Lily of the Valley

Illustration: Plunderpuss

fiction by Jessica Laine-Mork

It was a fixer-upper in a nice neighborhood where nothing ever happened. At the closing, Harold shook hands with Marjorie and James. “I hope you’ll be as happy as Lilith and I have been,” he said.

“I hope so, too,” Marjorie said, thinking about the errands she had to run that afternoon.

“My Lily and I—we couldn’t have children. I hope you’ll fill this house with kids. It would be a great family home.”

“We hope to,” James said. “Someday.”

Someday, but not too soon, thought Marjorie.

Harold smiled. “I think my Lily would like that.”

Marjorie remembered the sad story. Lily had been living in a nursing home and had become stuck between the railing and her bed. A nurse had found her the next morning: her body tangled up in the sheets, her face forever frozen in a terrible grimace, the call button just inches away from her cold, dead hands.

“I just hope she can find me,” Harold said.

“Who can find you?” asked James.

“Why, Lily, of course,” Harold said. “Now that I’m moving, I don’t know if she’ll know where to find me. She gets lonely at night, you know.”

Marjorie and James glanced at each other uneasily. Harold wrote down his new address on a scrap of paper and they said their goodbyes.

Marjorie and James bought things for the house: curtains, furniture, even a dog. Dogs were dirty creatures, Marjorie thought. And they were always a precursor to children, weren’t they? She agreed to get a dog on one condition. “No dogs on the bed,” she said. No matter how many times James and Fletcher the retriever looked at her with their sad, chocolate-brown eyes, she stood firm in her decision.

The next week, James went away on a business trip and Marjorie took some time off to do yard work.

“Won’t you be scared to stay here by yourself?” James asked before he left.

“No, why would I?”

“What if Lilith pays you a visit? Harold says she gets lonely at night,” he teased.

“She won’t visit me,” Marjorie said. “Besides, I’m not afraid of the dead; it’s the living who worry me.”

“As they should.” James kissed her cheek. “See you soon.”

On the first day, Marjorie trimmed the hedges in the front yard, discovering the partially decomposed skeletons of small rodents who’d died tangled in the web of branches. She disposed of their remains and called it a day. After dinner, Fletcher stood by the door, asking to be let out. Curiously, he ran to the edge of the property and barked ferociously into the darkness as though a person stood there. Marjorie looked and looked but couldn’t see anyone. She called him to her. Fletcher left the yard with great reluctance.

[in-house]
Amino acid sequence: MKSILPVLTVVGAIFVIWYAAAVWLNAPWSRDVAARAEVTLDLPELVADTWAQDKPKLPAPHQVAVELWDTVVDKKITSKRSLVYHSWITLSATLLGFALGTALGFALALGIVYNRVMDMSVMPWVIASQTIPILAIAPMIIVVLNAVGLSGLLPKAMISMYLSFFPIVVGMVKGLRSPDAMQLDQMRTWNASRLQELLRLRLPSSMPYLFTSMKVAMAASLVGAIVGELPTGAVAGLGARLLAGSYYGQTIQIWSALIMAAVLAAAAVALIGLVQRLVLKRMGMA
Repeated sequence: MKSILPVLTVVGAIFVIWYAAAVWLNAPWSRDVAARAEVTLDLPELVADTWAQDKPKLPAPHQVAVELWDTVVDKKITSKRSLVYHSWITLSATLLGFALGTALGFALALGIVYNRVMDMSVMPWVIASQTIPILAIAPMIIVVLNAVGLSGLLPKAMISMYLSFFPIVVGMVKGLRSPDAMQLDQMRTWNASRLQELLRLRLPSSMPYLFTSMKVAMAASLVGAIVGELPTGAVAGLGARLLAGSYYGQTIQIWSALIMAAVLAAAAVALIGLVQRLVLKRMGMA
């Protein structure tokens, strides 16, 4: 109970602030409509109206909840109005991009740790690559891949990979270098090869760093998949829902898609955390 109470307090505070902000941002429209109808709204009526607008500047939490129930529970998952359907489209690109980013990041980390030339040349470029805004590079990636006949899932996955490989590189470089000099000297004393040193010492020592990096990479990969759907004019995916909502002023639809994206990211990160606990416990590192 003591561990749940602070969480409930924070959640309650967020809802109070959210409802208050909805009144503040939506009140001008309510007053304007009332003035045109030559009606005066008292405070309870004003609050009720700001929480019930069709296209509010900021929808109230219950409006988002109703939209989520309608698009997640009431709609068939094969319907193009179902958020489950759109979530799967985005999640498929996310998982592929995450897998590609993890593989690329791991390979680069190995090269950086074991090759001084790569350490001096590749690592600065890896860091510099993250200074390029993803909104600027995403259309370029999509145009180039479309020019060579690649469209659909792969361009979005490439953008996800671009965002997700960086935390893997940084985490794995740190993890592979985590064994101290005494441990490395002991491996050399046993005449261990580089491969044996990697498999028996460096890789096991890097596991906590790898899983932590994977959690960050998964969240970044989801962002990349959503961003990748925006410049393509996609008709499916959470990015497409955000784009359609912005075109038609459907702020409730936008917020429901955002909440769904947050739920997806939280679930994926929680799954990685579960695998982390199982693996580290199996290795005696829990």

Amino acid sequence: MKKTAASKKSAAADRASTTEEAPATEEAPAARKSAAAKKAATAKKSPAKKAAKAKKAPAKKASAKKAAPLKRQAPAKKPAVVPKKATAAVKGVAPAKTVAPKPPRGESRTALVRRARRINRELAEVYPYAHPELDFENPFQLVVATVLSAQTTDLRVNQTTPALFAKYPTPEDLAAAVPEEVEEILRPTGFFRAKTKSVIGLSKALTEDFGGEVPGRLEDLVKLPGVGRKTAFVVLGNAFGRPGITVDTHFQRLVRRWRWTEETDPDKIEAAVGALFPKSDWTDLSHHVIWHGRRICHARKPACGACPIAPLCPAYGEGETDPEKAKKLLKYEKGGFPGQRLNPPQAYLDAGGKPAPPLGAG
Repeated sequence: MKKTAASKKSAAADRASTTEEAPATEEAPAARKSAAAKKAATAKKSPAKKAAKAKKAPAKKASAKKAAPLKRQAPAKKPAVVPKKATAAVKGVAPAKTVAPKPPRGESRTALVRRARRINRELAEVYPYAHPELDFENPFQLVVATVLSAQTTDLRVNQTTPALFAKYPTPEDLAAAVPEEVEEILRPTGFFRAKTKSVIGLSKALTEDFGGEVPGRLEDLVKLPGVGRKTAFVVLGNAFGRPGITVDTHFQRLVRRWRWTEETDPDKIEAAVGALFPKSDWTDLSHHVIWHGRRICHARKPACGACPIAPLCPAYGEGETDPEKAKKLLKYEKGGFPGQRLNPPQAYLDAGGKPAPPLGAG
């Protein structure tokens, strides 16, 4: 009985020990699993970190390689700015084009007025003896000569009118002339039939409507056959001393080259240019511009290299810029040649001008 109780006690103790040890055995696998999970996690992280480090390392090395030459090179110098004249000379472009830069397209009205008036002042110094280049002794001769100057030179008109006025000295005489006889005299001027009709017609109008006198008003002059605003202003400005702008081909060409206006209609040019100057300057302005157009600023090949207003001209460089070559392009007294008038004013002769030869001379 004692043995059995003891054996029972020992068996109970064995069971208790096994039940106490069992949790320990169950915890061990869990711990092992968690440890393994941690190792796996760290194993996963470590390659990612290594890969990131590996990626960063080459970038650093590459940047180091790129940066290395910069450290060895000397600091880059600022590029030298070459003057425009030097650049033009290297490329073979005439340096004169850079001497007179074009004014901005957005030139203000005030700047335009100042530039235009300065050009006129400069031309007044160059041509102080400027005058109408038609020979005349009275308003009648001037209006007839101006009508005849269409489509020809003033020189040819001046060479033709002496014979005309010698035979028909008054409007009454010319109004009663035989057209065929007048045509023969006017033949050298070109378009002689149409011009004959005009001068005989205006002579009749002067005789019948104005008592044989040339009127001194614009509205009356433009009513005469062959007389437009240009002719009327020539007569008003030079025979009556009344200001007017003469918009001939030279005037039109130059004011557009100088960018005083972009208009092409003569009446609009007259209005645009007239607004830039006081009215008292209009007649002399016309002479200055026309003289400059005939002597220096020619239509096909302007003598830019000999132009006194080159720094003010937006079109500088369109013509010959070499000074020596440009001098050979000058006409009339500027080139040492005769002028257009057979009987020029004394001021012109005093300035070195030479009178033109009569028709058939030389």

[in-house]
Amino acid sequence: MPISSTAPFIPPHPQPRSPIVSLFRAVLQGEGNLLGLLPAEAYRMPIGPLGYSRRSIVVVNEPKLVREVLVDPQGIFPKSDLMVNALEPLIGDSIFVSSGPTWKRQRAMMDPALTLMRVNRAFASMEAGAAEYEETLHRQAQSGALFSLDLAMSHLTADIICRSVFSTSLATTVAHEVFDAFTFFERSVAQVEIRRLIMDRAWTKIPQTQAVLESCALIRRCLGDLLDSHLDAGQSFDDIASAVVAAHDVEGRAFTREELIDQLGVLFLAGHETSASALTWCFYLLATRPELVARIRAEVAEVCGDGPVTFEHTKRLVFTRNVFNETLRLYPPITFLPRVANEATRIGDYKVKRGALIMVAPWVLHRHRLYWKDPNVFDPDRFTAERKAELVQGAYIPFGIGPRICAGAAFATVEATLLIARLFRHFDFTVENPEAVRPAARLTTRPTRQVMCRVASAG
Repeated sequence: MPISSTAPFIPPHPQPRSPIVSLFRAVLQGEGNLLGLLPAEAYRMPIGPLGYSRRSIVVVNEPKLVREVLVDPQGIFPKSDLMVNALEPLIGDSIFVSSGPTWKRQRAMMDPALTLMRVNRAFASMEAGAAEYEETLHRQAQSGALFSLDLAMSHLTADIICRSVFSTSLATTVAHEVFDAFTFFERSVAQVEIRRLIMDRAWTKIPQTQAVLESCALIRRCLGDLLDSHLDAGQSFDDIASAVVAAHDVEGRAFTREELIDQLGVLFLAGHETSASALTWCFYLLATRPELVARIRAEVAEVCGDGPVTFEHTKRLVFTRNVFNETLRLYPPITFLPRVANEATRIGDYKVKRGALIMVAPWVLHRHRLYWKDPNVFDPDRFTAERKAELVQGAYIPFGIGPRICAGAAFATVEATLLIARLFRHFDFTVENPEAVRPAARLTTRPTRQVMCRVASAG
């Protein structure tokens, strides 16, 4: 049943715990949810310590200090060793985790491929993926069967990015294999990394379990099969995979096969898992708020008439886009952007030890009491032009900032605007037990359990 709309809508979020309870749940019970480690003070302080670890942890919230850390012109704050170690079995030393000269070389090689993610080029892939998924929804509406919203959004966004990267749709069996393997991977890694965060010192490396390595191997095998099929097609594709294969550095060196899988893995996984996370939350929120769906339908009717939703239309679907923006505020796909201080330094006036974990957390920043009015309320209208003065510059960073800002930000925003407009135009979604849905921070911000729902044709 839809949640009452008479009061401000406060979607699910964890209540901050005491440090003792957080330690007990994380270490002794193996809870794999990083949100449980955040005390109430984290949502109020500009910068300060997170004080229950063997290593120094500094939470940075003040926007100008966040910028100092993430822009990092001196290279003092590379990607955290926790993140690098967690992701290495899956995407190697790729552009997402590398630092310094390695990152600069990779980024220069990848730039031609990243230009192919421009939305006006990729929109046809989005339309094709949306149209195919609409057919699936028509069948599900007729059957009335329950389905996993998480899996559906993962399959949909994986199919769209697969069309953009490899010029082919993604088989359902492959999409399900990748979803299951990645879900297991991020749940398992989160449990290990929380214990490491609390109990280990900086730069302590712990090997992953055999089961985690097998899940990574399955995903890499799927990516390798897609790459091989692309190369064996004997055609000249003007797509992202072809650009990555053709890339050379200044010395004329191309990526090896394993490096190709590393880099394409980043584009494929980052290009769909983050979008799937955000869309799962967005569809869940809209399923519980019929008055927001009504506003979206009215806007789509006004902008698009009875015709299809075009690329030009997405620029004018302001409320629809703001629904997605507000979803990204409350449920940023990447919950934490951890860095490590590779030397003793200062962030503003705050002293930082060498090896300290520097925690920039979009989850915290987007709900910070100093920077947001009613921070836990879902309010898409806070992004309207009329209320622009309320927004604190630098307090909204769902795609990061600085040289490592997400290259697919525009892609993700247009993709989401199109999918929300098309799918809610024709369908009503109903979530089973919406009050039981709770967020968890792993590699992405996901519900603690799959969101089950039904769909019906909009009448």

She was taking a shower when the scent of an old-fashioned, flowery perfume wafted through the bathroom, making her feel nauseated. She glanced at the mirror. Someone had written a word on the fogged-up glass in a spidery hand: MINE.

Marjorie almost screamed, but then realized James was probably playing a trick on her. Hadn’t he teased her, saying Lilith might come to visit? She grabbed a hand towel and violently scrubbed away the writing on the mirror. Then she went into the bedroom and settled under the covers. Fletcher looked up at her but she pointed at the dog bed on the floor. She fell into an uneasy sleep.

On the second day, Marjorie planted impatiens while Fletcher watched. Fetching water, she noticed deep scratch marks along the garden hose storage box, as if a small creature had taken refuge inside the box, and a larger creature had tried to claw its way through.

By twilight, Marjorie felt tired and dirty and a little feverish. She also felt eyes on her, as though someone were watching her. Suddenly, an eerie howl rose up from the small woods across the street. Coyotes? Marjorie wasn’t sure. All she knew was something had been snatching up the small dogs in her neighborhood at night and no one ever saw them again. She called for Fletcher and then locked the door behind them.

She was in the bathroom when the sickeningly sweet smell of the old-fashioned, flowery perfume hit her again. She heaved into the toilet and then reached into a drawer, pulling out a pregnancy test. She waited for the results:



She glanced up at the mirror. Written in the same spidery hand from the previous night was a new word: LEAVE.